In practice, most people would probably interpret these two sentences the same way, and I've never heard that "canceled" suggests a greater probability than "were to cancel."
However, strictly speaking, the two sentences do not mean the same thing. "If they were to cancel" uses the subjunctive mood, used to characterize hypothetical or counterfactual conditions. It implies that the cancellation decision has not yet been made, although I think it can also cover scenarios in which the decision has been made but you don't know the outcome yet, or in which you don't know whether the decision has been made yet or not.
"If they canceled" is not subjunctive, it is past tense indicative: it says that the decision to cancel or not cancel has already taken place, but the use of "if" says that you don't yet know the results of that decision. If that is indeed the case, I would suggest using "I will" (future tense) rather than "I would" (present subjunctive): you will learn the outcome of the decision in the future, and when you do, you will be devastated if the decision is to cancel.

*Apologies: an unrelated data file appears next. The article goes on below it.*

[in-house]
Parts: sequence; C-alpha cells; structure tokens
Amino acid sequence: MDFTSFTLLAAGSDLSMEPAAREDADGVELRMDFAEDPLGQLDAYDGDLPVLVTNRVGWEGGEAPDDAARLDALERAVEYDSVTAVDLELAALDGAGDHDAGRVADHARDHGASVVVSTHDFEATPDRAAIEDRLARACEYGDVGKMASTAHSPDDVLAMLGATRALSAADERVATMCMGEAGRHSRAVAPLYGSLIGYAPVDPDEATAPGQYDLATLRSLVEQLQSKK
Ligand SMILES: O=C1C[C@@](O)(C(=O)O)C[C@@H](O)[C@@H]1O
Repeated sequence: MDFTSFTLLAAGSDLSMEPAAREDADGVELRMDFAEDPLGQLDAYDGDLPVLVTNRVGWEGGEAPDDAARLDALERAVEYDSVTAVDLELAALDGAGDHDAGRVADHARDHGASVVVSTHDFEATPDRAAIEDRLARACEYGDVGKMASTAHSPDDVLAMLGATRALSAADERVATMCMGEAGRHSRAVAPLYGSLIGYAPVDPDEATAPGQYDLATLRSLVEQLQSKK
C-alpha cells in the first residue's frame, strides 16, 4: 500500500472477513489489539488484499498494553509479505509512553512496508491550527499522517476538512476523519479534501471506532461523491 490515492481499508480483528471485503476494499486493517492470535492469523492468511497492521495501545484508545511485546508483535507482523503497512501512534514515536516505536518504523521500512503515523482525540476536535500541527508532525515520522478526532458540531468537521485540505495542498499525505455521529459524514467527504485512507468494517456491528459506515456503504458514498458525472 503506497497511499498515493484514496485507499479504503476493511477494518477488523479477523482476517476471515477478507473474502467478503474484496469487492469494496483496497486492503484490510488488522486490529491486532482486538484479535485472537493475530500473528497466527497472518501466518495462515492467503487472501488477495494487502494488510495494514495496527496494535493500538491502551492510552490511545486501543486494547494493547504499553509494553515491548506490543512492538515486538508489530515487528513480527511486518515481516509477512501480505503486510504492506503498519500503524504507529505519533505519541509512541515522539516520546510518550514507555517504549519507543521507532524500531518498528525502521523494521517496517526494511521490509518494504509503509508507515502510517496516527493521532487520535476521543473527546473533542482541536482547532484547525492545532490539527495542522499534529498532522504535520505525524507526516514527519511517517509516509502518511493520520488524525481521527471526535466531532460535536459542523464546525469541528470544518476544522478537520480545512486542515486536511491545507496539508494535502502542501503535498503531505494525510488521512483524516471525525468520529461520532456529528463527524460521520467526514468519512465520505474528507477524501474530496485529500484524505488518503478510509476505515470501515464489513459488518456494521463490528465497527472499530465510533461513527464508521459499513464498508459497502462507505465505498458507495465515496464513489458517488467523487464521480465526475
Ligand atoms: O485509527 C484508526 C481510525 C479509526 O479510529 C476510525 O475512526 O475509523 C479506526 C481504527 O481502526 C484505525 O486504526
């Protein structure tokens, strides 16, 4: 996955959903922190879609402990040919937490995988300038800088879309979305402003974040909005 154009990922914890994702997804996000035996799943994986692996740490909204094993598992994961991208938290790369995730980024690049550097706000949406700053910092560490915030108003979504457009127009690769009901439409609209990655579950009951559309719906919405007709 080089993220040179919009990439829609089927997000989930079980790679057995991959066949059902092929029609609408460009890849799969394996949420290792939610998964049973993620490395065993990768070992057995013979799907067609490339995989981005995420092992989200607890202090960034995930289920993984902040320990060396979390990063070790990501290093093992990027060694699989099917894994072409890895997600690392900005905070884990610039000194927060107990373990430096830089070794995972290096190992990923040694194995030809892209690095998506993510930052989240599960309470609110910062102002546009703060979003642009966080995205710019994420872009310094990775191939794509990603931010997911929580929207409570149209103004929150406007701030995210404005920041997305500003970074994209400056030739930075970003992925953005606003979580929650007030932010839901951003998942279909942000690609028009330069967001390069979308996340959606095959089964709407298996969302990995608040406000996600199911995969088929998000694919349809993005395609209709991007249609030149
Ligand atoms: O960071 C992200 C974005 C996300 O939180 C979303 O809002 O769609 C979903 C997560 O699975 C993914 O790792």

So here are three possible sentences you could use, depending on the timing of the decision:
"If they canceled the deal, I will be devastated." (the decision has already taken place, but you don't know the outcome yet)
"If they cancel the deal, I will be devastated." (the decision will take place in the future)
"If they were to cancel the deal, I would be devastated." (works with past or future, or if you don't know whether the decision has happened or not)